The tribunal held that commercially the terms of business between CMS and L Ltd were not the terms that might be expected between independent parties on an arm’s length basis. The tribunal judge looked at the arrangements in their entirety and also the relationship between the parties, and concluded that the company was at least complicit in providing cars and car fuel to the individuals. The judge also said that the partnership’s business did not require the partners to be provided with cars. There was no commercial rationale for CMS to provide cars to its partners, and there was no commercial rationale for the company to pay CMS sufficient amounts to enable the partnership to recover the capital costs of the cars and the car fuel provided to the partners.
The tribunal dismissed the taxpayers’ argument about a potential double tax charge, stating that it was not altogether clear that this was the case, and pointed out that the partnership had claimed capital allowances in respect of the cars. The tribunal judge did not seem particularly sympathetic to the implication of double taxation in any event, saying that because the parties had taken advice and chosen to arrange their affairs in a particular way, they would have to live with the consequences.
The tribunal also dismissed the taxpayers’ argument about the potential reduction or elimination of benefits in kind on the grounds of making capital contributions towards the cars, and also that they had effectively made payments for private use and private fuel through their capital accounts with the partnership. The tribunal judge said that undrawn profits left in CMS could not be regarded as contributions or payments made by the individuals to either CMS or L Ltd, and it could not be said that they were “required to pay” for the use of the cars (within ITEPA 2003, s 144) or “required to make good” the cost of private fuel (within s 151). The tribunal therefore dismissed the appeals of the individuals and the company.
As mentioned, structures involving services provided between partnerships and companies are seen fairly regularly, so what does this case mean for service partnerships in the future? Firstly, not every service partnership will make cars available to the partners, although in principle the Cooper case could have implications for other types of benefits provided through a partnership and funded by a company in which the partners are directors or employees.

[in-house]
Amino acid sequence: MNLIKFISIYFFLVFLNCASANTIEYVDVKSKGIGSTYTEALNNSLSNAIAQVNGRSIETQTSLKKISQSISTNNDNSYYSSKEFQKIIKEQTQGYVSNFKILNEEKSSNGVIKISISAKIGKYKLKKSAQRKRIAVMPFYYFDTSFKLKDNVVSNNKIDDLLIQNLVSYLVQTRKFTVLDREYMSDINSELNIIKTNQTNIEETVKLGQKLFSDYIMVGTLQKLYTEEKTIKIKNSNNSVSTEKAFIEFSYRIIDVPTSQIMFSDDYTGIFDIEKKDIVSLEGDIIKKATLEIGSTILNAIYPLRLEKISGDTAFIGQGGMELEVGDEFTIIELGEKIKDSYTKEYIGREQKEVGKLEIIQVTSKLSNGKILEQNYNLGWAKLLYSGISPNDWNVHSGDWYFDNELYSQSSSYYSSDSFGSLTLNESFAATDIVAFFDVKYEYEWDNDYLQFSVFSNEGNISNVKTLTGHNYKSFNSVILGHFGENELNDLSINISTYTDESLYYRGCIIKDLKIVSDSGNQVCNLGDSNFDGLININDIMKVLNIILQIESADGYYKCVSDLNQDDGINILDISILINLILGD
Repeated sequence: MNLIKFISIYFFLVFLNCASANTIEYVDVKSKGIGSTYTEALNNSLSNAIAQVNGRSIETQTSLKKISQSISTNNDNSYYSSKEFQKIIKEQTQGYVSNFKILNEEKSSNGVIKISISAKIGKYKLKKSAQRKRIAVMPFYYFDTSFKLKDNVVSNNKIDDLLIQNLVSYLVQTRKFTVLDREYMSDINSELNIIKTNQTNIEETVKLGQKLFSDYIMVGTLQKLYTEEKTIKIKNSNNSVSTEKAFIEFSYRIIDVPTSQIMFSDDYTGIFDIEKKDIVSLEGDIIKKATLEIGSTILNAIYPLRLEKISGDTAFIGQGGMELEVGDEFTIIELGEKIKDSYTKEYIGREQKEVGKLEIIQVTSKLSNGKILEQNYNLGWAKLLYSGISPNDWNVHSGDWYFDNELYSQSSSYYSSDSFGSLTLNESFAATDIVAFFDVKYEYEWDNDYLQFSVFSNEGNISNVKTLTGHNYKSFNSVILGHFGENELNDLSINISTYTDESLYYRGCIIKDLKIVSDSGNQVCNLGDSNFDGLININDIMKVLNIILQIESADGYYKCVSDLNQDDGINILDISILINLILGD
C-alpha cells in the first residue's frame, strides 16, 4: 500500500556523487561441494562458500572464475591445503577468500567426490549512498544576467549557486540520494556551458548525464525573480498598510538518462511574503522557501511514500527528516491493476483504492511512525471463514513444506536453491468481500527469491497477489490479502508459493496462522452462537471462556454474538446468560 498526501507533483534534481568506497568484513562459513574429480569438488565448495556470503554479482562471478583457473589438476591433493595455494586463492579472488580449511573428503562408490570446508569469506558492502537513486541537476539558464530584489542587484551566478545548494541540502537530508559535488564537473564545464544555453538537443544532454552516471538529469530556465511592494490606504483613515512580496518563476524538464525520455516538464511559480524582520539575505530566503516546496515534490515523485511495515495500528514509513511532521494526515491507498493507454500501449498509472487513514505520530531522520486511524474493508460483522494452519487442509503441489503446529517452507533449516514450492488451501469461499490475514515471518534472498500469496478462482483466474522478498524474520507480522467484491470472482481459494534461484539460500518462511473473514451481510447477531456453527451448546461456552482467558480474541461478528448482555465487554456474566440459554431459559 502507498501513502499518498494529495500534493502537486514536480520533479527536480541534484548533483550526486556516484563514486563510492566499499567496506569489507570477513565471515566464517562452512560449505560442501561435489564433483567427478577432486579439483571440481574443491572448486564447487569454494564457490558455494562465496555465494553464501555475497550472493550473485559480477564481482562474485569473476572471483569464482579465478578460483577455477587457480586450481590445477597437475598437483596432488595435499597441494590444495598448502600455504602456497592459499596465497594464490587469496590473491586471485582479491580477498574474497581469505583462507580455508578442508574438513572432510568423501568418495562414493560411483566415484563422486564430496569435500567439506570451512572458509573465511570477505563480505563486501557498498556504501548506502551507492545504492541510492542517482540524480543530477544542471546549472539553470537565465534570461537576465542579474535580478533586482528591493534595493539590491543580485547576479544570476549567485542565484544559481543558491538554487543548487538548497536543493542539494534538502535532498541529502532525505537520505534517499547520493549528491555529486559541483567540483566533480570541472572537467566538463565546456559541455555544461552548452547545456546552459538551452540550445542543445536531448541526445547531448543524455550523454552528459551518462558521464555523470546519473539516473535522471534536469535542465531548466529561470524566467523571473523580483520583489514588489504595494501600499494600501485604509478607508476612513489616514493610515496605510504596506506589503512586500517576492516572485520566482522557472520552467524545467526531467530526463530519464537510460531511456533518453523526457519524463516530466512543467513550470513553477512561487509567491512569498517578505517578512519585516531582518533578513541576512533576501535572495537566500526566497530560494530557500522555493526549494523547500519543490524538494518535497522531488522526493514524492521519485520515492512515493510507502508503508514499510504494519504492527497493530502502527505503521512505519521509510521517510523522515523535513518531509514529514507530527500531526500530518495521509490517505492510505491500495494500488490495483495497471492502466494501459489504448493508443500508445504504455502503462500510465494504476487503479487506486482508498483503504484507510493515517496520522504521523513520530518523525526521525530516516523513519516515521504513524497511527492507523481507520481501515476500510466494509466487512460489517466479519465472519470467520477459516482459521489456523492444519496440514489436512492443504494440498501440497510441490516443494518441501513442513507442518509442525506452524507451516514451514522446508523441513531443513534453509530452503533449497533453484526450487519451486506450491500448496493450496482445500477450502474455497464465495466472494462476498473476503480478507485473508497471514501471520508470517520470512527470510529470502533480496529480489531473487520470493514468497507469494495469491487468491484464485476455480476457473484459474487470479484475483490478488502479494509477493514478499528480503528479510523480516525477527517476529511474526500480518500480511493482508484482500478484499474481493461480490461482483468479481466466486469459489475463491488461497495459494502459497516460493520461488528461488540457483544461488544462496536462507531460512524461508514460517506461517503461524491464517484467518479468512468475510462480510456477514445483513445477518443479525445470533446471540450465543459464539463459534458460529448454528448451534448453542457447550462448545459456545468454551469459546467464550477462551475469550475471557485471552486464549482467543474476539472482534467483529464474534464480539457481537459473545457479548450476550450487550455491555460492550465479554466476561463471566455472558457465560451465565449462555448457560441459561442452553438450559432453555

Secondly, it is worth noting HMRC’s comments in the Business Income Manual at BIM72070, albeit in the context of a service company rather than a service partnership. It broadly states that the service company’s charges should be at cost plus a modest uplift. The key word is “cost”, i.e. the cost of providing the actual services. In the Cooper case, the tribunal pointed out that the partnership’s three largest annual overheads were employee salaries, depreciation of cars and the provision of car fuel. The tribunal judge commented that employee salaries were the only one of these costs reflected in the services which the partnership provided to the company. It said that an independent customer of CMS would probably be unwilling to pay service charges to recover all of these costs, particularly the expenditure on cars. The cars were extraneous to the services provided, and also the value of those services. So it would seem that had the cars being used extensively in the partnership’s business, the outcome may have been different, but unfortunately for the taxpayers this was not the case.
Decisions of the first-tier tribunal do not create a binding precedent, and it is not known whether the Cooper case has been appealed. However, the decision is likely to be persuasive in similar cases, and no doubt HMRC will be looking more closely at service partnerships in the future, particularly those where cars are provided to the partners.
The above article is reproduced from ‘Practice Update’ (November/December 2012), a tax Newsletter produced by Mark McLaughlin Associates Ltd. To download current and past editions of Practice Update, see the Newsletters section.